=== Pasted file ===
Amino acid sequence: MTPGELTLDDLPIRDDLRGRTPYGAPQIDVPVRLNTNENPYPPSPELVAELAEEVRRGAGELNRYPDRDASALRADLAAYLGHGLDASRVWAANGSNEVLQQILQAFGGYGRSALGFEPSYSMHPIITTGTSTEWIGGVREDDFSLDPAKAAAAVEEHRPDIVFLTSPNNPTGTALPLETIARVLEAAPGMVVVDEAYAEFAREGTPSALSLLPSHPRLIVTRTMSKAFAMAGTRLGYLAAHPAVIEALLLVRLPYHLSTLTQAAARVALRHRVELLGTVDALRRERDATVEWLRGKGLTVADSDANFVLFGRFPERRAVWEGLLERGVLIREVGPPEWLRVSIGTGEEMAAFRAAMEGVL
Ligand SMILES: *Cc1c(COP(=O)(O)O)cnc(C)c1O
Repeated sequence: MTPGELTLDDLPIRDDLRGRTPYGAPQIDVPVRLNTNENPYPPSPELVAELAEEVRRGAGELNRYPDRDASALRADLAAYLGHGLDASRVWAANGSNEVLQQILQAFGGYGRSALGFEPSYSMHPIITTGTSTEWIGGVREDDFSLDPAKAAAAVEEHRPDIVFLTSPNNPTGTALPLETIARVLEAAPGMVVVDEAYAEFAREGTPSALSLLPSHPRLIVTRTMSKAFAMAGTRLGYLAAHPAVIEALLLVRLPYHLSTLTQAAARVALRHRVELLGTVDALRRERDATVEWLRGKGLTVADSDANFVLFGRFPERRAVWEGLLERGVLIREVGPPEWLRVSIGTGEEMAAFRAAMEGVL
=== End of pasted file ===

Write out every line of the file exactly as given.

Amino acid sequence: MTPGELTLDDLPIRDDLRGRTPYGAPQIDVPVRLNTNENPYPPSPELVAELAEEVRRGAGELNRYPDRDASALRADLAAYLGHGLDASRVWAANGSNEVLQQILQAFGGYGRSALGFEPSYSMHPIITTGTSTEWIGGVREDDFSLDPAKAAAAVEEHRPDIVFLTSPNNPTGTALPLETIARVLEAAPGMVVVDEAYAEFAREGTPSALSLLPSHPRLIVTRTMSKAFAMAGTRLGYLAAHPAVIEALLLVRLPYHLSTLTQAAARVALRHRVELLGTVDALRRERDATVEWLRGKGLTVADSDANFVLFGRFPERRAVWEGLLERGVLIREVGPPEWLRVSIGTGEEMAAFRAAMEGVL
Ligand SMILES: *Cc1c(COP(=O)(O)O)cnc(C)c1O
Repeated sequence: MTPGELTLDDLPIRDDLRGRTPYGAPQIDVPVRLNTNENPYPPSPELVAELAEEVRRGAGELNRYPDRDASALRADLAAYLGHGLDASRVWAANGSNEVLQQILQAFGGYGRSALGFEPSYSMHPIITTGTSTEWIGGVREDDFSLDPAKAAAAVEEHRPDIVFLTSPNNPTGTALPLETIARVLEAAPGMVVVDEAYAEFAREGTPSALSLLPSHPRLIVTRTMSKAFAMAGTRLGYLAAHPAVIEALLLVRLPYHLSTLTQAAARVALRHRVELLGTVDALRRERDATVEWLRGKGLTVADSDANFVLFGRFPERRAVWEGLLERGVLIREVGPPEWLRVSIGTGEEMAAFRAAMEGVL